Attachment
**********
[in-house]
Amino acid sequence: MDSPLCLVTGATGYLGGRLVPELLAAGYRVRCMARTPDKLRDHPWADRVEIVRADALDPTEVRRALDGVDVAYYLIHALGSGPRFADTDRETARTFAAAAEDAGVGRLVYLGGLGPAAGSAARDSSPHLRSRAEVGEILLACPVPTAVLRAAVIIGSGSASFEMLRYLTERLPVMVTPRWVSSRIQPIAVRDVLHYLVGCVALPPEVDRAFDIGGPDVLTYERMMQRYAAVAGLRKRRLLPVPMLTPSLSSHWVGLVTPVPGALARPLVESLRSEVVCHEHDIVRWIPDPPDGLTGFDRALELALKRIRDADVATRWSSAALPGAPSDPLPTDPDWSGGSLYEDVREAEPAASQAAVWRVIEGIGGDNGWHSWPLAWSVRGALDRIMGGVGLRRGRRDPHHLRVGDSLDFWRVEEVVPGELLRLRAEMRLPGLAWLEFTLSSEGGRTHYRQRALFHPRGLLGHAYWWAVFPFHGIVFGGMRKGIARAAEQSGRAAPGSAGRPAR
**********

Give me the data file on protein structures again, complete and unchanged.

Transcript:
[in-house]
Amino acid sequence: MDSPLCLVTGATGYLGGRLVPELLAAGYRVRCMARTPDKLRDHPWADRVEIVRADALDPTEVRRALDGVDVAYYLIHALGSGPRFADTDRETARTFAAAAEDAGVGRLVYLGGLGPAAGSAARDSSPHLRSRAEVGEILLACPVPTAVLRAAVIIGSGSASFEMLRYLTERLPVMVTPRWVSSRIQPIAVRDVLHYLVGCVALPPEVDRAFDIGGPDVLTYERMMQRYAAVAGLRKRRLLPVPMLTPSLSSHWVGLVTPVPGALARPLVESLRSEVVCHEHDIVRWIPDPPDGLTGFDRALELALKRIRDADVATRWSSAALPGAPSDPLPTDPDWSGGSLYEDVREAEPAASQAAVWRVIEGIGGDNGWHSWPLAWSVRGALDRIMGGVGLRRGRRDPHHLRVGDSLDFWRVEEVVPGELLRLRAEMRLPGLAWLEFTLSSEGGRTHYRQRALFHPRGLLGHAYWWAVFPFHGIVFGGMRKGIARAAEQSGRAAPGSAGRPAR